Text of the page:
The highly-emotional fans who can’t understand the move oftentimes fail to separate two distinct OBJ truths. On one hand, the kid is absolutely possessed with a good heart. He’s a good kid from a pure value perspective. Many teammates love his company and he’s ripe to party when the moment serves fit.

Simultaneously, he’s toxic within the team environment.

This is not the NBA. The NFL isn’t a world served up with a LeBron James who makes the entirety of differences for whichever team he decides to hop to during his any given moment. Ownership, the front office, the coaches and every player will see it best to put up with such a monumental stud despite character shortcomings. It’s just that damn important in such a league.

This is football. This is the sport in which 53 grown men go to battle every Sunday, the game that depends on trust in one another to a point of no return.

The Norman situation is just one. It represents just the first explosive attention grab. The off-the-field and in-between-the-lines nonsense that’s gone on for half a decade is enough to halt any progress towards building a successful winner.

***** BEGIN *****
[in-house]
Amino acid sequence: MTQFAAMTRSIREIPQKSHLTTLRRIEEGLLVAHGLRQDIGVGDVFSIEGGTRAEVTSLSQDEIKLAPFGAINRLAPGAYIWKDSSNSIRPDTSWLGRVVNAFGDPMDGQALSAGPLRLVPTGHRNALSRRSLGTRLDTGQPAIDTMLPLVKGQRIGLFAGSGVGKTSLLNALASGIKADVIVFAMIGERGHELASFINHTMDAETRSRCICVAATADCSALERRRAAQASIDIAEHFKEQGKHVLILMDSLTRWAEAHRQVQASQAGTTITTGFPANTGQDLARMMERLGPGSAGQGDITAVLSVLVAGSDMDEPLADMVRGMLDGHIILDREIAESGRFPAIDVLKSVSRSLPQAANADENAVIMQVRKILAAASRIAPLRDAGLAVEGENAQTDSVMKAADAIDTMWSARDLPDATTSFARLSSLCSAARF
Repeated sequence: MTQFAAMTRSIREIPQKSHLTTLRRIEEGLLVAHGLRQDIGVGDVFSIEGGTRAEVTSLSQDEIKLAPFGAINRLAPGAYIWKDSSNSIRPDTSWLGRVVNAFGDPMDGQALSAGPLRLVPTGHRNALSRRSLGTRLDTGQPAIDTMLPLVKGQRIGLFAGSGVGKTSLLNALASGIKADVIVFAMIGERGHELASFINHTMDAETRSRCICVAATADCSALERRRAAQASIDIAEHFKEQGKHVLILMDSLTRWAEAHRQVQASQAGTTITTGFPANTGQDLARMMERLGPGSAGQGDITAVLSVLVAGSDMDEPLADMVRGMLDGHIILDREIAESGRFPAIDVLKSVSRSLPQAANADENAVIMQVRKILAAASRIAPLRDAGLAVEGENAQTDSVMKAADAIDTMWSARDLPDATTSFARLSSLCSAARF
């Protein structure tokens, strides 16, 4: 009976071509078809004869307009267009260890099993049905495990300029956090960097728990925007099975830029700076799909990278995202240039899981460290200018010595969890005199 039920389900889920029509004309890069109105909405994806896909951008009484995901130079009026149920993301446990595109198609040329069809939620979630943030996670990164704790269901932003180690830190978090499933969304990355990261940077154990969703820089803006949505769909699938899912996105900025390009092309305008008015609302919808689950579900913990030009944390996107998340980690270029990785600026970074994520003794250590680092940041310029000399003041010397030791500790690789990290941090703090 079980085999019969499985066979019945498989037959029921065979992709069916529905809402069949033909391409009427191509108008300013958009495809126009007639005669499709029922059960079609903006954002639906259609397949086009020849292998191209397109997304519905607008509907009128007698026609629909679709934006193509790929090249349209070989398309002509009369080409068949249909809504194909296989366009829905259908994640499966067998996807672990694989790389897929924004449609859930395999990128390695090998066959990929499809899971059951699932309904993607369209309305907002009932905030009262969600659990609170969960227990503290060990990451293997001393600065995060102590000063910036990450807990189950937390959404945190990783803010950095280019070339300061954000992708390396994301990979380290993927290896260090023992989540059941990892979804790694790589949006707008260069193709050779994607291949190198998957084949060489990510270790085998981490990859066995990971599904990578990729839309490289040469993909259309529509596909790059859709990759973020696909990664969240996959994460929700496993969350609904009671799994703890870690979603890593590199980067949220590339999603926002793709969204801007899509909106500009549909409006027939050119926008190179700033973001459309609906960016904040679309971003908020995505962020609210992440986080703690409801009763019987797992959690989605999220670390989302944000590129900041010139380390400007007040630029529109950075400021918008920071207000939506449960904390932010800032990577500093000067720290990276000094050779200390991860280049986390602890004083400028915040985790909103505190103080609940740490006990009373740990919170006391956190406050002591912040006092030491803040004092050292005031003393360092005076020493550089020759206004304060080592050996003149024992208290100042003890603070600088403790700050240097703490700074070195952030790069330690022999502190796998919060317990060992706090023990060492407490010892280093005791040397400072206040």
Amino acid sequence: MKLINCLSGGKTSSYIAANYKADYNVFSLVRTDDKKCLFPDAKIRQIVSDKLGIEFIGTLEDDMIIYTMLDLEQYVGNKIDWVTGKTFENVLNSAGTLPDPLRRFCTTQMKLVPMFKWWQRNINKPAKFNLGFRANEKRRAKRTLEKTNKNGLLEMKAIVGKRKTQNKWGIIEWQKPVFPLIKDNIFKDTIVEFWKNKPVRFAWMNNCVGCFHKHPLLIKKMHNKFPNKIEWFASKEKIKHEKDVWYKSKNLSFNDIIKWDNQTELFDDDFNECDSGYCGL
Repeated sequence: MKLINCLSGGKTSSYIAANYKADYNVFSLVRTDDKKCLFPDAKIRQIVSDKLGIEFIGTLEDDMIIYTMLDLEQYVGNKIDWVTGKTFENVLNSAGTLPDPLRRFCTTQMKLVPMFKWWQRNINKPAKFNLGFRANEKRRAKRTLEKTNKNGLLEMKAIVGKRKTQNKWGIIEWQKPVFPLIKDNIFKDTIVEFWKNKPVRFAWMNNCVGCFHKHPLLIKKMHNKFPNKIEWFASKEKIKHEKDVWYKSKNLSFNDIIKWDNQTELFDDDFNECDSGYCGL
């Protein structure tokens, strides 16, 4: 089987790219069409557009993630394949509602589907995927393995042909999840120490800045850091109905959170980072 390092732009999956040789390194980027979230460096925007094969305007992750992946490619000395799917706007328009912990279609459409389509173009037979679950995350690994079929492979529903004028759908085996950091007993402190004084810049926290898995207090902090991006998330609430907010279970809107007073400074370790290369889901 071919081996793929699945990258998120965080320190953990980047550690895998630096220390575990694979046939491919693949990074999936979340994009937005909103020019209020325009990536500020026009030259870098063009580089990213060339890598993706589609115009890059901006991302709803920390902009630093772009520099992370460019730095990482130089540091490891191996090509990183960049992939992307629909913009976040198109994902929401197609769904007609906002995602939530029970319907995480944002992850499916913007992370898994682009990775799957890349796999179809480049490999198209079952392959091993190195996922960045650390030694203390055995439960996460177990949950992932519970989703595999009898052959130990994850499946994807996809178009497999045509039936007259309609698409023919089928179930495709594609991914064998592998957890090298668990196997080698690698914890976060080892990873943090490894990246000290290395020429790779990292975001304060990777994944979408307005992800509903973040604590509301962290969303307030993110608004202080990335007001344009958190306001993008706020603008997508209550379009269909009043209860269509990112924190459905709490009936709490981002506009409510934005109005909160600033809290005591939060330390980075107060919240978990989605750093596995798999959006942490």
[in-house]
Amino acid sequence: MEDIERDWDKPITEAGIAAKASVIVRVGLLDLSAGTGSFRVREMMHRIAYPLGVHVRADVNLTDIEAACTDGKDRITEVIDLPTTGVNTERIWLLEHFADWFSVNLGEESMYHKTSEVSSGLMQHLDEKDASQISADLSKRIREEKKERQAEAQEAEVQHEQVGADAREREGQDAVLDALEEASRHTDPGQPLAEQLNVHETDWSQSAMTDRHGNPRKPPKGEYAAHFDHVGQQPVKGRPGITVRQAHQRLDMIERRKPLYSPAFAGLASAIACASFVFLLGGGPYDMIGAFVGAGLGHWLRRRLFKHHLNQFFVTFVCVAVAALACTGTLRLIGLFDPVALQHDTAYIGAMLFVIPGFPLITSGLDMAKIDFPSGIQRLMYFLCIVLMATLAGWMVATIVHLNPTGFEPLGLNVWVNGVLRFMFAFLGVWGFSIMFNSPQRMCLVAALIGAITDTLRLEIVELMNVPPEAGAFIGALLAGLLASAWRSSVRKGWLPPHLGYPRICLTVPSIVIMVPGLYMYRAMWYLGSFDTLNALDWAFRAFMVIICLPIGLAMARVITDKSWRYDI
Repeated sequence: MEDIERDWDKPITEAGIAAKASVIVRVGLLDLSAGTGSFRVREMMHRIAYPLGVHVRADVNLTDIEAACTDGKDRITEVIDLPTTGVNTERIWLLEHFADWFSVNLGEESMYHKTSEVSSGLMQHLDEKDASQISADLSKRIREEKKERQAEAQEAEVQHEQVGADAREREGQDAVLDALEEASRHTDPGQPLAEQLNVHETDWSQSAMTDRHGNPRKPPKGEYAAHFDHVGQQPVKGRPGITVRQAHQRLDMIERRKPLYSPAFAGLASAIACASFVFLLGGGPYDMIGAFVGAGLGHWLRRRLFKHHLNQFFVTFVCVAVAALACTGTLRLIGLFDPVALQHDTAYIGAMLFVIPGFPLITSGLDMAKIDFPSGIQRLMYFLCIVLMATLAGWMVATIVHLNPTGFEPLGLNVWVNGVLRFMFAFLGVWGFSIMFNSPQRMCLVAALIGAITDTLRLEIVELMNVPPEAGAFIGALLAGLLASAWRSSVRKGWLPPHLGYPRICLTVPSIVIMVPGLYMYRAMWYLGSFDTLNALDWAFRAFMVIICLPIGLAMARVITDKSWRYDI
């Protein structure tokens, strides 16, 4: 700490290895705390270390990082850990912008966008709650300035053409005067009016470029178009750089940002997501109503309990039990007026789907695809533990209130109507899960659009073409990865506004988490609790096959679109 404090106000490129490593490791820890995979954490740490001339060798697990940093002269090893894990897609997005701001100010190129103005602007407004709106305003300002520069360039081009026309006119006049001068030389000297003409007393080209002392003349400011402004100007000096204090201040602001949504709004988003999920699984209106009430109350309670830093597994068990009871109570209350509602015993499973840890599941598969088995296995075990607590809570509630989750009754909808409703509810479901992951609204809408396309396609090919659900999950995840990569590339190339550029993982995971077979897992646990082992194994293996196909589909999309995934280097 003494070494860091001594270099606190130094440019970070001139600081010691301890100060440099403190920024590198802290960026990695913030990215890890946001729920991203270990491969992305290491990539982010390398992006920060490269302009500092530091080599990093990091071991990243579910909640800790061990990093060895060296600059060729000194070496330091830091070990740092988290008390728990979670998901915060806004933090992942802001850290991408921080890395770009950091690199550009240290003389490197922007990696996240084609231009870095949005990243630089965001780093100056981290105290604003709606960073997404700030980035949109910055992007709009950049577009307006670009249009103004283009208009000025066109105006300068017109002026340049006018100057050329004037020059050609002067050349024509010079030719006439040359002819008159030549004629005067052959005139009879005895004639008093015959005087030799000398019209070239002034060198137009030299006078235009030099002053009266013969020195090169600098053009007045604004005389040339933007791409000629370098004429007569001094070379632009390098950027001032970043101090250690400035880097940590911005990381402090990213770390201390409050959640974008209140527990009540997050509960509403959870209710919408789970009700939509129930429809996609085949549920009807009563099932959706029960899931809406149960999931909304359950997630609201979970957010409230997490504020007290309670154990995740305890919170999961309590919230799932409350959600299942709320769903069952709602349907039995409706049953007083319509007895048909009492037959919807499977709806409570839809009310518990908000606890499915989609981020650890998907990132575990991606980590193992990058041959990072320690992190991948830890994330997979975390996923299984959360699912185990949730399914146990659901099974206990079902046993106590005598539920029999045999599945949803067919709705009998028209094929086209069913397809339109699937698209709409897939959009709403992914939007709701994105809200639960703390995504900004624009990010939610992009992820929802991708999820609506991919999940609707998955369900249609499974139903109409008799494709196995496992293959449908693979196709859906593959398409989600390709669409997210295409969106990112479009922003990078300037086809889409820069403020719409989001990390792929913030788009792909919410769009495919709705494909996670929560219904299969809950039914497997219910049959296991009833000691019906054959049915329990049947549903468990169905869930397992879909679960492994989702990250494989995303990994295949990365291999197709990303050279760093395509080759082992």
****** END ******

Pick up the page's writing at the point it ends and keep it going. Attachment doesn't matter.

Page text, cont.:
In fact, I first wrote about it a couple of weeks prior to the Norman blowout. It came after the Jets game in which Beckham kicked the ball out of frustration, yielding a 15-yard penalty at the most crucial juncture of the game. (Oh yeah, there’s much more of this to come.)

Having already cemented his star status with “The Catch” in a meaningless primetime affair (in which the Giants lost, of course), the new instant-gratification sports world led to a crowing of a far-too-soon individual. Beckham Jr. still had miles to travel before he was ready to assume top-of-the-league prowess. If he wanted to be the best, he needed to change his ways. If he wanted glory, he needed to make the great catch, not the spectacular one.